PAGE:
July 29 will mark 60 years since President Dwight D. Eisenhower established NASA as a U.S. government agency by signing Public Law 58-568, the National Aeronautics and Space Act. The act consolidated several federal and military research organizations, including the National Advisory Committee for Aeronautics, under one agency.
UPDATE: The series is now complete with publication of parts 4 and 5. Links to all the stories are below.
During an extended stay in Paris some years ago, I ventured out beyond the Le Boulevard Périphérique to the Le Musée de l’air et de l’espace at Le Bouget. Having made many a pilgrimage to the American museum with a similar name on the National Mall in Washington, DC, I was interested to see how the French interpreted the history of human flight. It was an eye-opening experience.
Having often gazed up at the Wright Flyer suspended over my head in the Milestones of Flight Gallery, I was accustomed to thinking of human flight as a strictly 20th century development. But, the French museum dated it back 120 years earlier to a pair of equally ambitious brothers, Joseph-Michel and Jacques-Étienne Montgolfiers, who launched piloted balloons. A good part of the museum was devoted to this much earlier phase of flight.
I was reminded of the visit some years later watching HBO’s adaptation of David McCullough’s book, “John Adams.” There’s a great scene of the acerbic, candid-to-a-fault founding father watching a Montgolfier balloon launch with his urbane and delightful wife, Abigail, and the equally urbane and delightful Thomas Jefferson.
It’s a terrific scene in a great mini-series. Watching it you get a sense of the wonder that Parisians felt at the time watching something that would have seemed impossible to them not long before. There’s something universal about flying that excites people no matter what century they live in or what technology is used. The same sense of wonder and excitement connects the Parisians of 1783 to early 20th century Americans who saw an airplane for the first time and those who watched Alan Shepard’s launch from Cape Canaveral in 1961.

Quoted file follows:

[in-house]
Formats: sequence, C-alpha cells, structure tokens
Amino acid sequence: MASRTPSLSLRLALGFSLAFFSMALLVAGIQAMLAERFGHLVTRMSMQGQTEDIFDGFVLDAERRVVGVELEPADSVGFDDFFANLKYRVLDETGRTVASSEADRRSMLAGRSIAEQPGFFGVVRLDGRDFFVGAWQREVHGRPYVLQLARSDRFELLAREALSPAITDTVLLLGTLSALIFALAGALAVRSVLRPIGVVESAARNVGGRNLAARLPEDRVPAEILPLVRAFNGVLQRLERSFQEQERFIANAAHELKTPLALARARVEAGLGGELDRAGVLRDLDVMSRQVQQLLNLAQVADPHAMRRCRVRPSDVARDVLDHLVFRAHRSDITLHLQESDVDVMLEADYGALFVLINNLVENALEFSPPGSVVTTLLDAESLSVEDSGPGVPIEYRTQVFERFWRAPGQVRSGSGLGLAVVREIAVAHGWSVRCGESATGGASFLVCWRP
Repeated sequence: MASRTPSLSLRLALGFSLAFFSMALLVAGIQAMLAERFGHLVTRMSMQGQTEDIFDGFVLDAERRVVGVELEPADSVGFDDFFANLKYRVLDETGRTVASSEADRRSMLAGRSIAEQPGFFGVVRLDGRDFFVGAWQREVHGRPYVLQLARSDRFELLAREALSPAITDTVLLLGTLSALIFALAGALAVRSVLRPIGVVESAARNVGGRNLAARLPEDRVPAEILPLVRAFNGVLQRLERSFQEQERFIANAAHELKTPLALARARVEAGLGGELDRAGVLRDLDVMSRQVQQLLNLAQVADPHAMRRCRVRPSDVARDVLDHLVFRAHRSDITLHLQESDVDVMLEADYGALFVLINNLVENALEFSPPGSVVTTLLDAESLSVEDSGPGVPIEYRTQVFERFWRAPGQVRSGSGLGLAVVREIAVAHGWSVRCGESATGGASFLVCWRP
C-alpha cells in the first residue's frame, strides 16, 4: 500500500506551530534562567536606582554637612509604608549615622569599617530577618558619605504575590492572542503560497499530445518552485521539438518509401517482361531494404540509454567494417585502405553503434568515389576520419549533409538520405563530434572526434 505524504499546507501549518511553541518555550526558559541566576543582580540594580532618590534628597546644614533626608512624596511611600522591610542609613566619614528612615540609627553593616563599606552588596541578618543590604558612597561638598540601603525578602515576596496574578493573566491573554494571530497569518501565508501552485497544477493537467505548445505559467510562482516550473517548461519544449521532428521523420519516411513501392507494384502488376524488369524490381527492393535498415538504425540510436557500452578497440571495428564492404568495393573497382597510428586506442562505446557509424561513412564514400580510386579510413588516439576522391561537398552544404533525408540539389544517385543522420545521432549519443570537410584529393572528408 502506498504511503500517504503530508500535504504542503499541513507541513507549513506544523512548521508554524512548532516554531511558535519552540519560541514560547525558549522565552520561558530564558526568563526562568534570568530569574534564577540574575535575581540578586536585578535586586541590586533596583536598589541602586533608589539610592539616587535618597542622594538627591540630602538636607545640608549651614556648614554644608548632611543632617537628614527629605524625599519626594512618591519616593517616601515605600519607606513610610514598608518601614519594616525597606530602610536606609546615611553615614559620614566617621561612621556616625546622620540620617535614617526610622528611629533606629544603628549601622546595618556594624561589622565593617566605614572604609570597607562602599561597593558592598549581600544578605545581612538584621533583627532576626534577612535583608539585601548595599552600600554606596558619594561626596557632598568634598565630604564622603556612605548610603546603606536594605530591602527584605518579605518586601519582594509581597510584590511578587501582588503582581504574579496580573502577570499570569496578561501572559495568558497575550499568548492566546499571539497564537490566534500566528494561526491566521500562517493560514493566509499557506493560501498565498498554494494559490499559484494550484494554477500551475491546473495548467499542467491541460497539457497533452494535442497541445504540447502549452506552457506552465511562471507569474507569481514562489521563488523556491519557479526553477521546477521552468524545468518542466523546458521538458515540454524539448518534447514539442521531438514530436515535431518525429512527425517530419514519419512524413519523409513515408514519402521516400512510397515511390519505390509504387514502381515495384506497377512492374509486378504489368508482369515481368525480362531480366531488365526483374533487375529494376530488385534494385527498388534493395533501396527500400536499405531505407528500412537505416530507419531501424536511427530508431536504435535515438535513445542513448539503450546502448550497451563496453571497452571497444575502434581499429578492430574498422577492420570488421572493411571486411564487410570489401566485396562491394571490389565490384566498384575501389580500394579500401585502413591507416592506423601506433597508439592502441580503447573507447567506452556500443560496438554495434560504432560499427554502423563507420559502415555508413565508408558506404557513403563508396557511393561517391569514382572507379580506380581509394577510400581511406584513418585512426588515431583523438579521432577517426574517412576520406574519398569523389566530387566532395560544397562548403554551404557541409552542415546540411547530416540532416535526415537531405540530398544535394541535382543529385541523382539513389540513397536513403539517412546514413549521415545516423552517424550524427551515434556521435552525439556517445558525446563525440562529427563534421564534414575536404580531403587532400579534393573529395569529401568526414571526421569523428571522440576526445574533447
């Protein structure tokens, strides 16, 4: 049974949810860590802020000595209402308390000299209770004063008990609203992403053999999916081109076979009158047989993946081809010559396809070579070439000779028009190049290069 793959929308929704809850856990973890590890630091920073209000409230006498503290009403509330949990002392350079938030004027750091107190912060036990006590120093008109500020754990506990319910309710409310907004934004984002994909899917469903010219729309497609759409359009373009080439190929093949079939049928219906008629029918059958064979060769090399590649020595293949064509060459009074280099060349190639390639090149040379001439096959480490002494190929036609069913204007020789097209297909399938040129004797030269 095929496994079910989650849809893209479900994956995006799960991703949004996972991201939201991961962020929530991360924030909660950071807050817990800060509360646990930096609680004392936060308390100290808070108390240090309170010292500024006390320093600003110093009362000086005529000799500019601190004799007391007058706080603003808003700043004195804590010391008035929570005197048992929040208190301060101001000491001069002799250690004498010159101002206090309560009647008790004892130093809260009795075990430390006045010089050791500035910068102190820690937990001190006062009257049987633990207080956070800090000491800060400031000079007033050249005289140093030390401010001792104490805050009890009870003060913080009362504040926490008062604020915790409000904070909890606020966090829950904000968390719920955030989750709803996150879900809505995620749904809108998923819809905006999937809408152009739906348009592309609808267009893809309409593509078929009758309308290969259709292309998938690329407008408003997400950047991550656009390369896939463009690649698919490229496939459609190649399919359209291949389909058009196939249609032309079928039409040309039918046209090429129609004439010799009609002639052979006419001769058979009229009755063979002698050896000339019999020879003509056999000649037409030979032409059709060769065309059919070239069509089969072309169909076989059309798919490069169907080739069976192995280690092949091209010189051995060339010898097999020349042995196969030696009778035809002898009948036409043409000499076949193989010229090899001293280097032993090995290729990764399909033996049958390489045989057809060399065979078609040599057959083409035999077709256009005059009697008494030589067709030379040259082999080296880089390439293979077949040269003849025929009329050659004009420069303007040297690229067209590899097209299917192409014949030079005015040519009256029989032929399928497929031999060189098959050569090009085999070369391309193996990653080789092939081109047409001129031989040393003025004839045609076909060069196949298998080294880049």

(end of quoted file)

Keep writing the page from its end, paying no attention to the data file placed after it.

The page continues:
Despite the differences in time periods and technologies, there are some fundamental things that are required for all major advances in flight regardless of when they are made: imagination, daring, physical courage and financial backing. And luck. No small amount of luck.
Today, Parabolic Arc begins a five-part series looking at three different periods in powered human flight. We will compare and contrast them to see what essential lessons can be drawn from them. If the first two installments appear to have little to do with spaceflight, please be patient. All will be revealed.
The first post takes us not to 18th century France but to a lake in Southern Germany at the turn of the last century where an aristocrat gave the Montgolfier brothers’ invention a major upgrade.
On Tuesday, first daughter Ivanka Trump and Education Secretary Betsy DeVos paid a visit to that shrine to American flight, the National Air & Space Museum, to urge girls to pursue careers in STEM.
The White House was probably hoping the event would distract attention away from the funding cuts that Ivanka’s father, Donald, has proposed in federal science and education funding. And, perhaps it did for some who are uniformed about the budget.
For others, the sight of Ivanka introducing a screening of Hidden Figures, a film about African American women who helped launch the first Americans into space, as her father is trying to zero out NASA’s education office was a bit too much to take.
In her introduction to the film, Ivanka Trump said that her father’s administration “has expanded NASA’s space exploration mission” though did not, unsurprisingly, mention that he actually proposed decreasing NASA funding and eliminating the education office.
The Trump-DeVos event drew some sharp criticism from Randi Weingarten, president of the American Federation of Teachers, who said in a statement:
“Education Secretary Betsy DeVos and Ivanka Trump are feigning an interest in STEM careers with a photo op at the National Air and Space Museum while eliminating all funding for NASA’s education programs. This takes chutzpah to a new level. If this administration was genuinely interested in promoting STEM programs, it would walk the walk, not just talk the talk. The next generation of astronauts, scientists, engineers and mathematicians need support, not budget cuts eliminating the very programs being promoted.”
There was also no mention of the 13.5 percent in cuts Trump has proposed to the Education Department, which include the reduction or elimination of grants for teacher training, after-school programs and aid to low-income and first-generation college students.
Science and education are integral to our future as a nation. Trump can’t make America great by slashing his way to prosperity. A great and prosperous nation need to invest heavily in these areas if it wants to remain so.
Governing by photo op eventually catches up to you. Especially when you’re projecting images at odds with reality.